If you ever read me or any other writer use one of these fifty terms, it's fair to suspect we're lazy, confused, or up to no good. Some are worse than others: the outright pseudoscience of "a gene for" puts it right up top, for example, as something to be burned down whenever you find it. Whereas "fetish" may be used precisely, but rarely is—and scientists will just have to cope with colloquial uses. If you hear someone say "hierarchical stepwise regression", though, you are authorized by Lilienfield, Sauviugne et al to fucking slap them.
Many writers, including students, may take the inherent murkiness of many psychological and psychiatric constructs as an implicit license for looseness in language. After all, if the core concepts within a field are themselves ambiguous, the reasoning goes, precision in language may not be essential. In fact, the opposite is true; the inherent openness of many psychological concepts renders it all the more imperative that we insist on rigor in our writing and thinking to avoid misunderstandings (Guze, 1970). Researchers, teachers, and students in psychology and allied fields should therefore be as explicit as possible about what are they are saying and are not saying, as terms in these disciplines readily lend themselves to confusion and misinterpretation.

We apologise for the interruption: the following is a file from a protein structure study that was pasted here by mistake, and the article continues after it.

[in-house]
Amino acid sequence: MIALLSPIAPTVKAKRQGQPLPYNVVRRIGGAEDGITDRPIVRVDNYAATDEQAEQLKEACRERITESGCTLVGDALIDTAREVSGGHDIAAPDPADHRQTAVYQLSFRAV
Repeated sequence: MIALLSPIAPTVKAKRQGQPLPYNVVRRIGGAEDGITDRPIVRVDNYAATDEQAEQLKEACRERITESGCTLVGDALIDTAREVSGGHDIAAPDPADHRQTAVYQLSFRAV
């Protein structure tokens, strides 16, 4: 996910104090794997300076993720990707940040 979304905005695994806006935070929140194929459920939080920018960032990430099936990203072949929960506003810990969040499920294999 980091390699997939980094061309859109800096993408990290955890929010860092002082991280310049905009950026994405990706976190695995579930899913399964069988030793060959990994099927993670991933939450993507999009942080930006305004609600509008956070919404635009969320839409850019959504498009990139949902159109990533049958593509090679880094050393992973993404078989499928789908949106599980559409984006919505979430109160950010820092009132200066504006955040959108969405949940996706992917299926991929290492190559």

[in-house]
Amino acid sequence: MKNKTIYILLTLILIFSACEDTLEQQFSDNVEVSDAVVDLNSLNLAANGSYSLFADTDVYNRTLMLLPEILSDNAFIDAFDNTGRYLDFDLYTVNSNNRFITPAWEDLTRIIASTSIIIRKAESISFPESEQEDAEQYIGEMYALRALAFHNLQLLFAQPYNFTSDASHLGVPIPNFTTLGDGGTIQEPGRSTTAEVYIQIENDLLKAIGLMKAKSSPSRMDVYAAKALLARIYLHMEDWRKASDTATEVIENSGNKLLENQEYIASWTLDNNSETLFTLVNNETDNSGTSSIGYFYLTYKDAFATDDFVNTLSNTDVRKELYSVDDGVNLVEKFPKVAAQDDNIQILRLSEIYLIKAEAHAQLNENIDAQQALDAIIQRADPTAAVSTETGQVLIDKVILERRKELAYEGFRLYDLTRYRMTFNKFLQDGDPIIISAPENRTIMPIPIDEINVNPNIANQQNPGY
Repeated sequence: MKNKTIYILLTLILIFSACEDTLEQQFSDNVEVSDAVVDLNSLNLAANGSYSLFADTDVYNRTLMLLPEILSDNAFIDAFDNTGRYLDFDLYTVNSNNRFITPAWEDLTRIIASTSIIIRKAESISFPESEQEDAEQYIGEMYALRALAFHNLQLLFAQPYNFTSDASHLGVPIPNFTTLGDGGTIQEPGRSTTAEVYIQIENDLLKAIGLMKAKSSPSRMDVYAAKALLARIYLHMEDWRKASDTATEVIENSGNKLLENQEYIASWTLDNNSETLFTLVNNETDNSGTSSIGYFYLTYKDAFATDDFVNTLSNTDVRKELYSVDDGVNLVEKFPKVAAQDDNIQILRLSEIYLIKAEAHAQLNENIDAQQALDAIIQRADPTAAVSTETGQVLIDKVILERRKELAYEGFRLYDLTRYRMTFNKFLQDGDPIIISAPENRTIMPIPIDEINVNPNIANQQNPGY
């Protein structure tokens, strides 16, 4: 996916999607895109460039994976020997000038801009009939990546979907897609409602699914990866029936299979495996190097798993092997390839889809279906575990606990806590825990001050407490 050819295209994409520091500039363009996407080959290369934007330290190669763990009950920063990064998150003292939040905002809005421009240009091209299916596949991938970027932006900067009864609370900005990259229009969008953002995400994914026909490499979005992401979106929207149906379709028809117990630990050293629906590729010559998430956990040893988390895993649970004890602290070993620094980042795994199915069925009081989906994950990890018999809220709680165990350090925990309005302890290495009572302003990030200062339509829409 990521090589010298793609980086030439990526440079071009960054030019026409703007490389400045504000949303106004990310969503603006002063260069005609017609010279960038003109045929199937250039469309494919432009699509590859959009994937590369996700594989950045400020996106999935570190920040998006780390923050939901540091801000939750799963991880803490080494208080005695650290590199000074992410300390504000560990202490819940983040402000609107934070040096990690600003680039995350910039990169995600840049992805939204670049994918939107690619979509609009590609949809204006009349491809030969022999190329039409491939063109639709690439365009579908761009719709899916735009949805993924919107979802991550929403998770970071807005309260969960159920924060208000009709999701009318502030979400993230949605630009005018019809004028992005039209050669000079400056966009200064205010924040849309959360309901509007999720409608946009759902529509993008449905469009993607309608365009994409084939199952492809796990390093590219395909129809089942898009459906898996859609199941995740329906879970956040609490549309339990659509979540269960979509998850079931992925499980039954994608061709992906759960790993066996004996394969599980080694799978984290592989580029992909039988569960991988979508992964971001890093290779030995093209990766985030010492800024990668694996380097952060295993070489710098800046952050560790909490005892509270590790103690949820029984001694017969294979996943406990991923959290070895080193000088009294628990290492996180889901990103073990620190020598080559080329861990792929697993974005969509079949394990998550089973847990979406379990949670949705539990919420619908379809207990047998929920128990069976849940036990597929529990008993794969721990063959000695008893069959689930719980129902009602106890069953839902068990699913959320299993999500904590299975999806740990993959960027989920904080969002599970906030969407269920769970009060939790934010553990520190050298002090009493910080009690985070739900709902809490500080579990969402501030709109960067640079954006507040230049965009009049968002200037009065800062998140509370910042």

I like that "reductionist" is the insulte de rigueur among the more sublime sciences:
There may be no greater insult in psychological circles than to brand a colleague a "reductionist." Indeed, merely accusing a fellow faculty member of "being reductionistic" is often an effective conversation-stopper at cocktail parties. The negative connotation attached to this term neglects the point, overlooked by many authors (e.g., Harris, 2015), that "reductionism" is not one approach.
Fifty psychological and psychiatric terms to avoid: a list of inaccurate, misleading, misused, ambiguous, and logically confused words and phrases [Frontiers]